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Product Life Cycle

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Nicole Paton

on 17 April 2014

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Transcript of Product Life Cycle

Product Life Cycle
Nicole Paton
Introduction Stage
The first of the four product life cycle stages is the introduction stage. Products in the introduction stage usually have a small market, limited competition and can be fairly costly. Google Glass is a good example of an introductory product as it has a restricted, small market, no current competition and costs around $1,500. Offering a limited number, Google Glass was recently released on April 15th 2014 for a one-day only public sale in the US. Volvo has recently designed another product that falls into the introduction stage, an inflatable car seat. Children's car seats are usually bulky, heavy and awkward to carry around but Volvo is aiming to change that with it's latest creation: an inflatable child safety seat that fits into a backpack. Lastly, the solar-powered current table that charges devices without sunlight. The table features a clear glass panel that doubles as the work surface. The inside of the glass panel is equipped with a solar cell that is designed to absorb more light, including indoor lighting. The generated energy is stored in a battery and the table has USB ports which are able to fully charge devices. Both the inflatable car seat and solar-powered current table are currently the sole products in those types of markets which renders them introductory products.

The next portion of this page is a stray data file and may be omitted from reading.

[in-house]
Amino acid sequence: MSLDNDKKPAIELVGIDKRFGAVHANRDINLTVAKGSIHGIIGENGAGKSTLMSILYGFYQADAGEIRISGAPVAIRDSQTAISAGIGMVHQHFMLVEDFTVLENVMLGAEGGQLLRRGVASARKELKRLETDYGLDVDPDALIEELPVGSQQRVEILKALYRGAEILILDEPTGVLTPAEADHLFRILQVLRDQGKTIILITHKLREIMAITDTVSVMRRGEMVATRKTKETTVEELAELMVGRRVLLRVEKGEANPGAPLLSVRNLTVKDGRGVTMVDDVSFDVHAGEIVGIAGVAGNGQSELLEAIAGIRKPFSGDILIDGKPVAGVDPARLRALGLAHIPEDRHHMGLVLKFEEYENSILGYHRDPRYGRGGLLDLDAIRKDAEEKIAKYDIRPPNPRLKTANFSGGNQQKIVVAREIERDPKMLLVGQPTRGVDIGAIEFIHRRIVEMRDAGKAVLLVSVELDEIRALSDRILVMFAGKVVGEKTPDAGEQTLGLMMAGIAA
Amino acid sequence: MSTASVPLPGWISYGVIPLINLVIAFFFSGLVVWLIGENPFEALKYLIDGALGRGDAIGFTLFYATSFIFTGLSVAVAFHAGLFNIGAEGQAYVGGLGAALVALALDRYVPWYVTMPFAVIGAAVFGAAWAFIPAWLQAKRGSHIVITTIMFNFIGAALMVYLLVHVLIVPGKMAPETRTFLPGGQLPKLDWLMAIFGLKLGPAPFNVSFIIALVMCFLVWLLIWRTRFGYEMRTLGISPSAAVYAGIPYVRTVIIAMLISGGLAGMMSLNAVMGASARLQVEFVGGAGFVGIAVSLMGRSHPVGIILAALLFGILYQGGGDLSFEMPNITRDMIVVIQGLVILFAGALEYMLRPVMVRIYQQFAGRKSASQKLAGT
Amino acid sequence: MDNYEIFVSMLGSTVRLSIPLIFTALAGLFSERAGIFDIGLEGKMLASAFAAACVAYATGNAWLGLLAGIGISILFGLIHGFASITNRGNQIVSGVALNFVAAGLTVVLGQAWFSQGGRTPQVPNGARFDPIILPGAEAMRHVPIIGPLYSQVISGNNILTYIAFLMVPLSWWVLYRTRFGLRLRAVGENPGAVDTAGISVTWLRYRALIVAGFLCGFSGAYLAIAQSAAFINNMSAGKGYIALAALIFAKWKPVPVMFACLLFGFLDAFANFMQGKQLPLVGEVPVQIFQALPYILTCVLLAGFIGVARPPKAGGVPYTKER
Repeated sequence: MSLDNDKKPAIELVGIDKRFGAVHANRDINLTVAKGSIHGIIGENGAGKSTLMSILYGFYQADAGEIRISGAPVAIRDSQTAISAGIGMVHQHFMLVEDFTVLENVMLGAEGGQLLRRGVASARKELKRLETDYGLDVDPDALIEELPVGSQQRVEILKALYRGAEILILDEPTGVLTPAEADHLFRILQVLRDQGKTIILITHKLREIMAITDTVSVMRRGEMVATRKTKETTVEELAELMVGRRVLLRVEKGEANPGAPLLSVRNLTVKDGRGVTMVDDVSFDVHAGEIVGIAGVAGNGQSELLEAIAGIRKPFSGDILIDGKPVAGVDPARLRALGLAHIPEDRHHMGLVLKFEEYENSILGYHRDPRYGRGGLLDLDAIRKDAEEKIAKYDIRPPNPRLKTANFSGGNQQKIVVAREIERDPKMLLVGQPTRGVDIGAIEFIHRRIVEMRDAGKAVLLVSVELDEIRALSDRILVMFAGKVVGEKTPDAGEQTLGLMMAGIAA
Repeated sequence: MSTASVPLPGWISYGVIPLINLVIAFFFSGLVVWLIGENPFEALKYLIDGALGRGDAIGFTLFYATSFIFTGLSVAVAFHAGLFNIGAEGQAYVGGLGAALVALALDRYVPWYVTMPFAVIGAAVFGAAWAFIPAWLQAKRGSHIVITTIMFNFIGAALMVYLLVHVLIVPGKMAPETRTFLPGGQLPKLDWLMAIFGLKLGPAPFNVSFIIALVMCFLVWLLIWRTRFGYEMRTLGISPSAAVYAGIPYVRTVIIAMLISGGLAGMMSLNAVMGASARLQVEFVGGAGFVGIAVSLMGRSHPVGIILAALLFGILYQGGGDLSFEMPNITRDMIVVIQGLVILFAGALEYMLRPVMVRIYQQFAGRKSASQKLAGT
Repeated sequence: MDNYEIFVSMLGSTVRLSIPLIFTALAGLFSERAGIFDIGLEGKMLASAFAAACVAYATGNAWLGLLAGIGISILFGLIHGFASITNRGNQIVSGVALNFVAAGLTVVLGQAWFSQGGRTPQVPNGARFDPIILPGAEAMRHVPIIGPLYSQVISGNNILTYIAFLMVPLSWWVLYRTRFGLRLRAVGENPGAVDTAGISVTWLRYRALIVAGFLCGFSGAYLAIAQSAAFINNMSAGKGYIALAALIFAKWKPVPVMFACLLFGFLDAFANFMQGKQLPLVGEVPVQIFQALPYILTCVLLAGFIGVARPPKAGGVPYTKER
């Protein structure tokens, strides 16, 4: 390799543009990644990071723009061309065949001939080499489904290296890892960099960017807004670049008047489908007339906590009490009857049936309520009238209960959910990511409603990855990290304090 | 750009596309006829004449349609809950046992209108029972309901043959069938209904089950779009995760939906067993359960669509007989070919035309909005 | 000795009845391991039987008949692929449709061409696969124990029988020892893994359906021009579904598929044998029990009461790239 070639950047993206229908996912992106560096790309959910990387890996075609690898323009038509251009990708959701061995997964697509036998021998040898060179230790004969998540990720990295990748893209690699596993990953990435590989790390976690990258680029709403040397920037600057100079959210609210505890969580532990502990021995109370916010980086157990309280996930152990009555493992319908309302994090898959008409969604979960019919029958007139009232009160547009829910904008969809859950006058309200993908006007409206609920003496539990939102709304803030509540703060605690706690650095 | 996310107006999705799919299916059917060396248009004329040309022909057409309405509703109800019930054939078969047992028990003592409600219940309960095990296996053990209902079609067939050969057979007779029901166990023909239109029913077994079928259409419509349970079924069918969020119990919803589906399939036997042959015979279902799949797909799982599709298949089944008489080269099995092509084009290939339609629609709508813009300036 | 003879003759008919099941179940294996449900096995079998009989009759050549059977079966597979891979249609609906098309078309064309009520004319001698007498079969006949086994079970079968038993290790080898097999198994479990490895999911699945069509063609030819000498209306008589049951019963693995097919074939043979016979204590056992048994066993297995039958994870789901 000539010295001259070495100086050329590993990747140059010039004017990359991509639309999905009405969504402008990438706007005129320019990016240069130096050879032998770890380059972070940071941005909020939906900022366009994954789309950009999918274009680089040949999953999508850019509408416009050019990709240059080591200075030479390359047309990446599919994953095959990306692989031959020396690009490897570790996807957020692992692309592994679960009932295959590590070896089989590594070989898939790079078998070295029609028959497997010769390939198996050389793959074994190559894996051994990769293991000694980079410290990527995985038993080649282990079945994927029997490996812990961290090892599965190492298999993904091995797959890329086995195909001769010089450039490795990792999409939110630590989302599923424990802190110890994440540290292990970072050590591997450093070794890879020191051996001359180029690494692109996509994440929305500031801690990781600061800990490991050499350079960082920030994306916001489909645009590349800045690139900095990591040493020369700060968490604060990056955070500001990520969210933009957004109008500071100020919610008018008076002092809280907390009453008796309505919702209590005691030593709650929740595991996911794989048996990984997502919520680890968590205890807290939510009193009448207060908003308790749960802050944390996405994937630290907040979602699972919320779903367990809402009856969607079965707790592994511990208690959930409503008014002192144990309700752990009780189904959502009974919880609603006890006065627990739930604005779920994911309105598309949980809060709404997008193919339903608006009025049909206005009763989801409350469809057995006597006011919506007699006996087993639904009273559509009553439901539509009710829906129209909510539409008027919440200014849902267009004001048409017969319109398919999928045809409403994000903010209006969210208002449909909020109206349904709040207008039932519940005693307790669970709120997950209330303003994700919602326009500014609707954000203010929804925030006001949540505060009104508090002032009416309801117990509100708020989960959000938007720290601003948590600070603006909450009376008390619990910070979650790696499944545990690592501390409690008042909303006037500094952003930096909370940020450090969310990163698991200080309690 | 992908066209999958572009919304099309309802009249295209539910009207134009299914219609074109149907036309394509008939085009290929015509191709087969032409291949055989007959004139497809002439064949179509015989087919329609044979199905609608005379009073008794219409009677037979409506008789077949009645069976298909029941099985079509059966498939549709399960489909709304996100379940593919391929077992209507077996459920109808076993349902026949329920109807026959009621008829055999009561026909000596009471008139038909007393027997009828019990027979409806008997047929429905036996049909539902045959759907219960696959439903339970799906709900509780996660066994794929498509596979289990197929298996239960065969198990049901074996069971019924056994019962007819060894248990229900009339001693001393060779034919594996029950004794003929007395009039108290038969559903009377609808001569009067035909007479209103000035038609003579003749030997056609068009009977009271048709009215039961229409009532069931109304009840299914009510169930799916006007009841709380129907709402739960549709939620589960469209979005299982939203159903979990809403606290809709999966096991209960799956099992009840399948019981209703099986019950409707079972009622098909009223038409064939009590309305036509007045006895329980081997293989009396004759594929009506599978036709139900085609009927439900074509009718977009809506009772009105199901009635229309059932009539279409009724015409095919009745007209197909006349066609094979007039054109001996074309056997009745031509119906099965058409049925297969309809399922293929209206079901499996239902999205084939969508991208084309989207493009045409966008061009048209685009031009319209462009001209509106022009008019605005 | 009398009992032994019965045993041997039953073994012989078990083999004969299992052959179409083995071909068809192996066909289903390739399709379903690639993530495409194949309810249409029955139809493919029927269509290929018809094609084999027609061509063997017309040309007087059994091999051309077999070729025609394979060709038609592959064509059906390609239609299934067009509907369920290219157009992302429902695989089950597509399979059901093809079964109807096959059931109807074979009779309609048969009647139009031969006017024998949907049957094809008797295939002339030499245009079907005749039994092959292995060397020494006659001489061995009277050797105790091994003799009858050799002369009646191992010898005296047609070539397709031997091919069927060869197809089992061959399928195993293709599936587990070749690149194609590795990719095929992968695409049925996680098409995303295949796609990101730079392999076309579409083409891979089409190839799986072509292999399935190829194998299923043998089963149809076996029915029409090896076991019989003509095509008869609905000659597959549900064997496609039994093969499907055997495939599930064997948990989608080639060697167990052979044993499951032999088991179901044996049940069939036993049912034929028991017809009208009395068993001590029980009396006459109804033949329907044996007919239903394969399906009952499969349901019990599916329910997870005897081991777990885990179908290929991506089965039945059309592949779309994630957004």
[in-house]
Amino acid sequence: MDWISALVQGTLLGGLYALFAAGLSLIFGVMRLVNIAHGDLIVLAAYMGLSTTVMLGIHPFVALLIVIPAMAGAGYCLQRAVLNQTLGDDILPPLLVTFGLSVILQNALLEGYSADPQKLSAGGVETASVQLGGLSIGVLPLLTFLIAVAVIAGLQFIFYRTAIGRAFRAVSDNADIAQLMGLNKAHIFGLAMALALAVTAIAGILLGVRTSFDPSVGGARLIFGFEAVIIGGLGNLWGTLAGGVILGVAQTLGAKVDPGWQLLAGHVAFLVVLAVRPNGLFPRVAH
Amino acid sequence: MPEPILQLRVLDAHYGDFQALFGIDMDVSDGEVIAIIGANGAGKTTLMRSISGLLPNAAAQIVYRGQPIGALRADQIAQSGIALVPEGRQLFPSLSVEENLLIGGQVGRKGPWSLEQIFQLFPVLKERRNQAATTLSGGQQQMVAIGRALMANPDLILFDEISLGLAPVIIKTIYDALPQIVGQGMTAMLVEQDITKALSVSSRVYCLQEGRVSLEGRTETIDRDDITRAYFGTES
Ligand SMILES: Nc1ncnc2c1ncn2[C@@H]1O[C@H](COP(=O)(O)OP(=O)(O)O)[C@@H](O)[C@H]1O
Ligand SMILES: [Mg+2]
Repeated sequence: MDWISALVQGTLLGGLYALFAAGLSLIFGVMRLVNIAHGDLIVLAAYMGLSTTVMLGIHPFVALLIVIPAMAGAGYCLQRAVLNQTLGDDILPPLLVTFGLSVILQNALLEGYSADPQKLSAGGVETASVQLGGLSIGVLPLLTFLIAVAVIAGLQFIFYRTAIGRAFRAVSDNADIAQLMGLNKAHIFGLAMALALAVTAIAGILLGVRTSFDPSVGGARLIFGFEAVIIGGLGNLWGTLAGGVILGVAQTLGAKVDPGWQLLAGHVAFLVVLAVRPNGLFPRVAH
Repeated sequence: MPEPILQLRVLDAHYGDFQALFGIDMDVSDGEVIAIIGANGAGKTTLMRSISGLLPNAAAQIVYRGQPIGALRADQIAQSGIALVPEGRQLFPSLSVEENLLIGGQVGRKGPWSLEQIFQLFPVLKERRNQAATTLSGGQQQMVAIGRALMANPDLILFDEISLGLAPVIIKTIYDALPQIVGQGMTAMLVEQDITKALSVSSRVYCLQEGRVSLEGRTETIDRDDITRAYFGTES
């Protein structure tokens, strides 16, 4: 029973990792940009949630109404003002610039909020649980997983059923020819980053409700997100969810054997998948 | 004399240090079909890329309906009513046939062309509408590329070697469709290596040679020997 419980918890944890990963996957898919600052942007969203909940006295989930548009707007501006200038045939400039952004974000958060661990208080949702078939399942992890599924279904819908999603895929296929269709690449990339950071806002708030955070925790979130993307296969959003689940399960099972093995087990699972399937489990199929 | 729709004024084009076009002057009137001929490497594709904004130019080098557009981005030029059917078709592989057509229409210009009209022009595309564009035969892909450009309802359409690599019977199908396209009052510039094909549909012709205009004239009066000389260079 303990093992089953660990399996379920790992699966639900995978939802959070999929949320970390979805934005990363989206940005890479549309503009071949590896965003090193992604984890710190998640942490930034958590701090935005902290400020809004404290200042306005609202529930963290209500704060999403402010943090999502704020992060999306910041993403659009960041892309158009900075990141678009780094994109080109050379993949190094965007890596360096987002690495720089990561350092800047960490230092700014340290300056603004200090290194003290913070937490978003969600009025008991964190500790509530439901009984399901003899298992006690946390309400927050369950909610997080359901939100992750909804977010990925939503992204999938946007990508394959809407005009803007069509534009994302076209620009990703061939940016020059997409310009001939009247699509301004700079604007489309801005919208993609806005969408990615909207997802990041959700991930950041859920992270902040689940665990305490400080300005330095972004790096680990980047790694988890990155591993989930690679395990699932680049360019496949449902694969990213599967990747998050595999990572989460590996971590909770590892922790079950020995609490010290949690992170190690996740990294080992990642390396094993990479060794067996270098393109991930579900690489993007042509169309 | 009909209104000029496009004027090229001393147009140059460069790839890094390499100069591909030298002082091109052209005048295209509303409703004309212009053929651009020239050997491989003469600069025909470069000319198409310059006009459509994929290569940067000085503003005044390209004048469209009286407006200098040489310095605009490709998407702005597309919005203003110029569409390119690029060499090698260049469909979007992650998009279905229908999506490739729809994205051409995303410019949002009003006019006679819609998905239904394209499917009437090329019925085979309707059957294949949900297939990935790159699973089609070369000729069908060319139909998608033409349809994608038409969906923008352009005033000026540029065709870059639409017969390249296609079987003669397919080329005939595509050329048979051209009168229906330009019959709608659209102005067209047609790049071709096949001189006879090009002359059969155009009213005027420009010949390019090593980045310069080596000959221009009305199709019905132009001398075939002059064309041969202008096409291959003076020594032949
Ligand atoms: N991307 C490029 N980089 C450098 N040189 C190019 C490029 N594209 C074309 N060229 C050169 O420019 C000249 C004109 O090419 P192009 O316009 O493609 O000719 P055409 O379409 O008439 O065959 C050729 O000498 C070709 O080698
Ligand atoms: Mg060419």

Growth Stage
The Growth stage is the second of stages in the product life cycle, and for many manufacturers is the key stage for establishing a product’s position in a market and increasing sales and profit. Waterproof cellphones have been recently popping up all over the market and gaining popularity. Many electronic accidents involve water which is why manufacturers such as Sony and Samsung have introduced water-resistant devices. These companies have had increased profits and have therefore lowered the cost of the new cellphones for consumers. Another product currently in the growth stage is electric cars. The first electric car being introduced many years ago, they have gradually gained a large enough market to continue production and lower costs. More and more car manufacturers are joining in on the eco-friendly idea and have been offering these futuristic cars; the competition is growing. Lastly, the 3D television. As 3D movies have gained popularity, so have 3D TVs, with their crisp picture quality and capturing images. These televisions were introduced a couple years ago but have gradually taken off, it's market increasing.
Maturity Stage